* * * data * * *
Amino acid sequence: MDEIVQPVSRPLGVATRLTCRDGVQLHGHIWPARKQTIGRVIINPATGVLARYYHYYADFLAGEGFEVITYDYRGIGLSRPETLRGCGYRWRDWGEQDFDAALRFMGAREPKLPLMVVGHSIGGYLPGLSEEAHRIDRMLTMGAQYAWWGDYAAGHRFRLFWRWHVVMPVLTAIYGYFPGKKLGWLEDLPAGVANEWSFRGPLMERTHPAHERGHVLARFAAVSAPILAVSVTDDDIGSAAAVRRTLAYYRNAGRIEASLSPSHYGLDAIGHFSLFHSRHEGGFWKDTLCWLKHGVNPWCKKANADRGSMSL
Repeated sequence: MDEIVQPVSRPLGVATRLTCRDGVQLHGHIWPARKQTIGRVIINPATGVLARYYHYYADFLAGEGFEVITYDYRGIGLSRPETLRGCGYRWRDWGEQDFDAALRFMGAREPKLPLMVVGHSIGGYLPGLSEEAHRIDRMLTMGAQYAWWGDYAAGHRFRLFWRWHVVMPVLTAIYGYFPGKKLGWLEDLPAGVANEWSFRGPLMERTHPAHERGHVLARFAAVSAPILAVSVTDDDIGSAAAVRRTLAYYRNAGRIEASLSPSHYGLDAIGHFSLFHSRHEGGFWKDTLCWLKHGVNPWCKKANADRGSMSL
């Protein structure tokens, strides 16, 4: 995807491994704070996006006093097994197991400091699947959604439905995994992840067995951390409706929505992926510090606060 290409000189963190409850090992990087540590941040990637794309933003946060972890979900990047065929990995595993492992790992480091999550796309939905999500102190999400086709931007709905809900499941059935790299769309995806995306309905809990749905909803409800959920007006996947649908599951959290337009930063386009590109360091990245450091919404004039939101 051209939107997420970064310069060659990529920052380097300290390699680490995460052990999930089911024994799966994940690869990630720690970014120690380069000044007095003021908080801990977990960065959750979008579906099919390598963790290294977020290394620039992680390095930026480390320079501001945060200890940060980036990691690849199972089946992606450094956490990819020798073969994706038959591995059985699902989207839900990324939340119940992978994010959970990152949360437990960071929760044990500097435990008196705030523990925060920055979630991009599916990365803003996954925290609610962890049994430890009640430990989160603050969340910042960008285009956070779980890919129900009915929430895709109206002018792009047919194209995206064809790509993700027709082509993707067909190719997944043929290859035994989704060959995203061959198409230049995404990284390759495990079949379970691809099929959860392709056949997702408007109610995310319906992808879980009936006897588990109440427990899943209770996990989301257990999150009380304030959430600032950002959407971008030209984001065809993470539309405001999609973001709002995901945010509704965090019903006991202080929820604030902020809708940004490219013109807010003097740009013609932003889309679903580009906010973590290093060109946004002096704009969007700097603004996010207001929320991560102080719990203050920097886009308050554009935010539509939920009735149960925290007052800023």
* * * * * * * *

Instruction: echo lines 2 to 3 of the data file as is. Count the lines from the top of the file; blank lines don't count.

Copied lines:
Repeated sequence: MDEIVQPVSRPLGVATRLTCRDGVQLHGHIWPARKQTIGRVIINPATGVLARYYHYYADFLAGEGFEVITYDYRGIGLSRPETLRGCGYRWRDWGEQDFDAALRFMGAREPKLPLMVVGHSIGGYLPGLSEEAHRIDRMLTMGAQYAWWGDYAAGHRFRLFWRWHVVMPVLTAIYGYFPGKKLGWLEDLPAGVANEWSFRGPLMERTHPAHERGHVLARFAAVSAPILAVSVTDDDIGSAAAVRRTLAYYRNAGRIEASLSPSHYGLDAIGHFSLFHSRHEGGFWKDTLCWLKHGVNPWCKKANADRGSMSL
């Protein structure tokens, strides 16, 4: 995807491994704070996006006093097994197991400091699947959604439905995994992840067995951390409706929505992926510090606060 290409000189963190409850090992990087540590941040990637794309933003946060972890979900990047065929990995595993492992790992480091999550796309939905999500102190999400086709931007709905809900499941059935790299769309995806995306309905809990749905909803409800959920007006996947649908599951959290337009930063386009590109360091990245450091919404004039939101 051209939107997420970064310069060659990529920052380097300290390699680490995460052990999930089911024994799966994940690869990630720690970014120690380069000044007095003021908080801990977990960065959750979008579906099919390598963790290294977020290394620039992680390095930026480390320079501001945060200890940060980036990691690849199972089946992606450094956490990819020798073969994706038959591995059985699902989207839900990324939340119940992978994010959970990152949360437990960071929760044990500097435990008196705030523990925060920055979630991009599916990365803003996954925290609610962890049994430890009640430990989160603050969340910042960008285009956070779980890919129900009915929430895709109206002018792009047919194209995206064809790509993700027709082509993707067909190719997944043929290859035994989704060959995203061959198409230049995404990284390759495990079949379970691809099929959860392709056949997702408007109610995310319906992808879980009936006897588990109440427990899943209770996990989301257990999150009380304030959430600032950002959407971008030209984001065809993470539309405001999609973001709002995901945010509704965090019903006991202080929820604030902020809708940004490219013109807010003097740009013609932003889309679903580009906010973590290093060109946004002096704009969007700097603004996010207001929320991560102080719990203050920097886009308050554009935010539509939920009735149960925290007052800023």